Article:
Value Add vs. Non-Value Add: The Power of One Question

A few weeks ago, I was faced with the daunting task of moving across the United States with my family of four, two cats, a litter box, and everything we own in our Toyota Sienna minivan.

One of the founding principles of Lean is the question between what "adds value" to a process and what doesn't. As explained in our Lean Primer series video (, for a process/step to be “value add”, it must meet the following three requirements:

1) The form, fit or function of something is changed.
2) The task is performed correctly the first time.
3) The customer is willing to pay for it.

When I was first learning these principles, my kids were really into a mobile game that they would play on my phone. There were certain elements of the game that were a little difficult for them and they would oftentimes ask me to help them out. As I learned where they might have difficulty, I found myself playing the game during lunch, to help them out. Before I knew it, my children had moved on from the game and my phone’s app time tracker indicated I was spending upwards of two hours a day playing the game.

As I started to turn on the game one day at lunch, after spending the morning investigating non-value added activities within a training program, I stopped and asked myself one question:

Is this game adding any “value” to my life?

I spent most of my lunch internally debating this question with myself. When I first started playing, I was helping my children complete a task they needed help with. My actions brought them joy, and that in turn brought me joy. However, at this point, the game had become a mindless way to fill time. Therefore, was it an adequate use of my time. Now you can certainly argue that if it provided a means to decompress it might be adding “value”, but I realized that at that point in my life, I had essentially allotted two hours of non-value added activity to my day.

My intent is not to define what should or should not add value to your life, my point is to help illustrate how I began to ask myself this one question with nearly every facet of my life: Does it add value?

Does this activity get me closer to my goal or does it align with my why? If the answer is “no”, it is non-value add.

When my son makes a snide comment to his sister, I ask if that comment added value to his relationship with her or the conversation in general. Oftentimes, the answer is “no”.

As I struggled in a work environment that had drastically changed from when I started, I had to ask myself if the job still added “value” to my life and career, or if I would be better suited in a different environment.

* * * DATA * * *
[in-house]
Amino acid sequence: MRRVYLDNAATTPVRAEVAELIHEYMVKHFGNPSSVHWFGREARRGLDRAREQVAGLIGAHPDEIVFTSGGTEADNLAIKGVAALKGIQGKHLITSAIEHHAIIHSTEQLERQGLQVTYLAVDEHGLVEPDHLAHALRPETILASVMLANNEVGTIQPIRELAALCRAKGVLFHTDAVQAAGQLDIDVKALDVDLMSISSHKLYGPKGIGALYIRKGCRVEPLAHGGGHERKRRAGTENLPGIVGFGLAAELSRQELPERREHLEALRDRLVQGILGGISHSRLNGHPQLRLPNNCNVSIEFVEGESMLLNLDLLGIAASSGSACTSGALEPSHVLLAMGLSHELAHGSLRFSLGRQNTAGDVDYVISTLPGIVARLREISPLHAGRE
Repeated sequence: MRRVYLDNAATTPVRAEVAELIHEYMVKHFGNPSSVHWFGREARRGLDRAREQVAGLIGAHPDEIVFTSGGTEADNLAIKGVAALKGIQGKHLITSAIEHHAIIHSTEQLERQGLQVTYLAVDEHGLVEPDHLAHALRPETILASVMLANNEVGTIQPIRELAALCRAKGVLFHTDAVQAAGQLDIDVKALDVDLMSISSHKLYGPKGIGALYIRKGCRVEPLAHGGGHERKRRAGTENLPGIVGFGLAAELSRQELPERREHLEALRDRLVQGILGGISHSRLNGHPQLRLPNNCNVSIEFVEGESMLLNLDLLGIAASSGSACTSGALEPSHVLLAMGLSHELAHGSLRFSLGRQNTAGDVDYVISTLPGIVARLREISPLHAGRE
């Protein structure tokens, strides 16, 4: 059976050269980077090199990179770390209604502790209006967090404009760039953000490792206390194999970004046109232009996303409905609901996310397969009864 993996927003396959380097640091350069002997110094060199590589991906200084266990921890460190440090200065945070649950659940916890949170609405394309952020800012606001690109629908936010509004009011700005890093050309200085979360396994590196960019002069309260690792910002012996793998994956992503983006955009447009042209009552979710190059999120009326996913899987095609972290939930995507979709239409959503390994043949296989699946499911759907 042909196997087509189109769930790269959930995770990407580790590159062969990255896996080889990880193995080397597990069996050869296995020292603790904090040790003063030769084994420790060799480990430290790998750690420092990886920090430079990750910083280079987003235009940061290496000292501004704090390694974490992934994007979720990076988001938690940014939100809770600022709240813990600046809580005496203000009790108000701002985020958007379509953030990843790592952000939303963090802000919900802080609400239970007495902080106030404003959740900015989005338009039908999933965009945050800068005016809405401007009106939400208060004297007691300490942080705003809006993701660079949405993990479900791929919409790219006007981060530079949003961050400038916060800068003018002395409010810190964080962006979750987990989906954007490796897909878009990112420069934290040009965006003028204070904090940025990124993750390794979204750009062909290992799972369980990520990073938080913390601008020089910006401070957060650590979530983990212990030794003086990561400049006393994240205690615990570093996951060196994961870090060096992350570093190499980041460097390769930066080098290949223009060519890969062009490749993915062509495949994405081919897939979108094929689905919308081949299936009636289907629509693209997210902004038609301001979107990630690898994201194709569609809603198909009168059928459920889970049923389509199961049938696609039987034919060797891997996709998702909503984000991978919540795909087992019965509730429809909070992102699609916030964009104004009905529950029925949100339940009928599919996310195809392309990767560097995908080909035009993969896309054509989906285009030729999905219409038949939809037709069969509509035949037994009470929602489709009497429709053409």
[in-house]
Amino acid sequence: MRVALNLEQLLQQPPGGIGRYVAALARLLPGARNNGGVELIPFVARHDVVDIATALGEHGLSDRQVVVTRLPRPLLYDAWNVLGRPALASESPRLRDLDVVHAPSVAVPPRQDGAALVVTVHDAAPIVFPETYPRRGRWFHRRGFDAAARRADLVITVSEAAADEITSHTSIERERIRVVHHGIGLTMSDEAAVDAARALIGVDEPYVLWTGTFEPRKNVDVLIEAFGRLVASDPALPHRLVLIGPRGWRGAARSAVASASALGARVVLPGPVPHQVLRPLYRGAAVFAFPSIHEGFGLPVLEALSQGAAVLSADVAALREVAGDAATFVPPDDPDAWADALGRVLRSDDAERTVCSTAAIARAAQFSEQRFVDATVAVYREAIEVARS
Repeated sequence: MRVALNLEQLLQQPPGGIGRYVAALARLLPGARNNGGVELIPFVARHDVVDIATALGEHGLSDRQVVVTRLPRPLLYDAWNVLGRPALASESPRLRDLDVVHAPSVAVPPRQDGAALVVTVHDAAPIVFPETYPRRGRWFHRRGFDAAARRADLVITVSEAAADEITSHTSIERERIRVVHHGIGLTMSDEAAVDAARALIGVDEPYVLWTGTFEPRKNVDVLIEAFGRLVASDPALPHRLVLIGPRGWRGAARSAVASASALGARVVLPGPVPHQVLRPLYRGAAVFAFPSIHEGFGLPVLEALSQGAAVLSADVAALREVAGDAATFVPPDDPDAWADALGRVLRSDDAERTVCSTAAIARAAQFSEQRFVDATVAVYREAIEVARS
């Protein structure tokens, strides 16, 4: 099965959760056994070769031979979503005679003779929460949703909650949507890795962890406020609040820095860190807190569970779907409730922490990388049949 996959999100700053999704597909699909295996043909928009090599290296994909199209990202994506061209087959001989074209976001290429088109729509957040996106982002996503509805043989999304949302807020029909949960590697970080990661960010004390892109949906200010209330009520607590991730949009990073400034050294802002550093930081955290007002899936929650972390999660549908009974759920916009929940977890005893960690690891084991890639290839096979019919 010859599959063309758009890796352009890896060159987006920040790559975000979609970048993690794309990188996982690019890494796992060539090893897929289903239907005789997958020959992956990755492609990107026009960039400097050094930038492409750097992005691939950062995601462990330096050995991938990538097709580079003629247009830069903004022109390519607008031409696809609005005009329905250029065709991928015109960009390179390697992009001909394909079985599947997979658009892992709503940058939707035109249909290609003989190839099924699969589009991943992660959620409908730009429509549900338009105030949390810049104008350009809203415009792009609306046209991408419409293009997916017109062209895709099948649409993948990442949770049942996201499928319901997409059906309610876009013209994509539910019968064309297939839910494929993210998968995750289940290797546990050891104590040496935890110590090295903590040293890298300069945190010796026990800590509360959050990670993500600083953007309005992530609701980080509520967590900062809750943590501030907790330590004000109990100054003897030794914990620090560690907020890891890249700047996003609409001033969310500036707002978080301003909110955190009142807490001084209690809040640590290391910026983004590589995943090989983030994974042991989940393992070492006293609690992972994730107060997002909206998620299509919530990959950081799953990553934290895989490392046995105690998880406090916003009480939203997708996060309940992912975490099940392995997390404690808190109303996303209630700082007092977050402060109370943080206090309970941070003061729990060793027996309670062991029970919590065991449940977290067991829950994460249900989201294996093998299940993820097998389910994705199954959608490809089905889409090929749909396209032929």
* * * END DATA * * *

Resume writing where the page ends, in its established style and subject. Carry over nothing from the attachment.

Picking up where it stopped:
All of this leads me back to how I managed to move across the country with everything I owned in my minivan. My wife and I began to embrace a more minimalism several years ago. We realized that a lot of the possessions around us no longer aligned with our lifestyle. There were “sentimental” items that we debated over, but for the most part it was usually pretty clear as to whether or not we should keep things. Basically, we were determining what added value and what didn’t.

Like most individuals confronted with the task of moving, we looked into the cost of renting a truck. For various reasons, we didn’t want to make the move in two vehicles, so we then explored having a hitch installed on our van and renting a small trailer. Our major constraint during this process was the several hundred-pound aerial rig that my wife uses as a traveling Aerialist (think Cirque de Soleil). We didn’t see a means to move that, all that we owned, and ourselves, in one vehicle without pulling a trailer. Not until my wife suggested that we buy a rooftop storage unit for the rig, and a few miscellaneous items.

We proceeded to undertake an exercise in the Plan-Do-Check-Act cycle. We took one of the rig poles to our local sporting goods store to see if it would fit. It did. Next, we contacted the rig manufacturer to see if the weight of the poles were within the tolerance range for the topper. It was close, but it checked out. We now knew that we had a place for the rig, but could we realistically fit everything else in the van?

Our first step was to take all of our empty suitcases out to the van, and see how we could arrange them, and how much space would be left.

I took everything back out, measured the total dimensions and then marked out a spot in our living room with tape. This would be our constant check point for the next few weeks.


As we literally started to go through every item we owned, we repeatedly asked ourselves, “Does this add value to our lives?” There were several trips to our local Donation Center, but little by little our goal began to feel like a realistic possibility. It truly felt like an accomplishment when I finally closed the doors, took a step back, and realized we had accomplished our task of fitting everything we own into our van.


Again, just as my intent isn’t to define for each individual what “adds value” to their life, I am also not suggesting that everyone needs to take the “extreme” measure of making sure you can fit your entire family and all of your possessions into whatever vehicle you own. What I do want to get across though, is the practice of asking that one question, “Does this add value?”

Before you schedule that meeting, ask: “Will it bring value to the project/team or would an email suffice?”

Before you make a critical remark about an employee’s mistake, ask: “Will this add value to their overall development, or is there another way I could handle this situation to help them learn from this?”

And yes, ask if you really need all of that piled up equipment or inventory in a department.

As we begin to remove the non-value added items, habits, behaviors and distractions from our lives, we can truly begin our path to a more Effective Lifestyle! We simply have to take the time to pause and ask, “Does this add value?”